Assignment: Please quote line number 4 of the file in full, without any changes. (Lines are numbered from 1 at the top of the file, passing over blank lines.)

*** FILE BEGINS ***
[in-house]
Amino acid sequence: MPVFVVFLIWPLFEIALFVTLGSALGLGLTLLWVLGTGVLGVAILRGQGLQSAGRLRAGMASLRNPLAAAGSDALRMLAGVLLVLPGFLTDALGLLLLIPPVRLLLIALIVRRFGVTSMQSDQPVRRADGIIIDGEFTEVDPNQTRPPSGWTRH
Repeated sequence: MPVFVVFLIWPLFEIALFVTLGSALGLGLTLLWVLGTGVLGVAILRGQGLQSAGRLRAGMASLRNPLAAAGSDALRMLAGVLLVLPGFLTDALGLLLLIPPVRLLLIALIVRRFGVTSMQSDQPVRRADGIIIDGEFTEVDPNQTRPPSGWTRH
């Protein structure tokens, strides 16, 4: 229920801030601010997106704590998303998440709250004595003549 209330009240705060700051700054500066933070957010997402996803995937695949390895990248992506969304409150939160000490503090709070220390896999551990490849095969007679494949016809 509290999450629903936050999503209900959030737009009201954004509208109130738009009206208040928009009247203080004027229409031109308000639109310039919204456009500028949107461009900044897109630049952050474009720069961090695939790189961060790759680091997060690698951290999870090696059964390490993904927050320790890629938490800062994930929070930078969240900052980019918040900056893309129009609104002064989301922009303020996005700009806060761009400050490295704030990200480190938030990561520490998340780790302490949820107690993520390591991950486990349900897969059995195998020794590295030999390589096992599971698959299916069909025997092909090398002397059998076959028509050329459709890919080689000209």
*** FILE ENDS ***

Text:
């Protein structure tokens, strides 16, 4: 229920801030601010997106704590998303998440709250004595003549 209330009240705060700051700054500066933070957010997402996803995937695949390895990248992506969304409150939160000490503090709070220390896999551990490849095969007679494949016809 509290999450629903936050999503209900959030737009009201954004509208109130738009009206208040928009009247203080004027229409031109308000639109310039919204456009500028949107461009900044897109630049952050474009720069961090695939790189961060790759680091997060690698951290999870090696059964390490993904927050320790890629938490800062994930929070930078969240900052980019918040900056893309129009609104002064989301922009303020996005700009806060761009400050490295704030990200480190938030990561520490998340780790302490949820107690993520390591991950486990349900897969059995195998020794590295030999390589096992599971698959299916069909025997092909090398002397059998076959028509050329459709890919080689000209």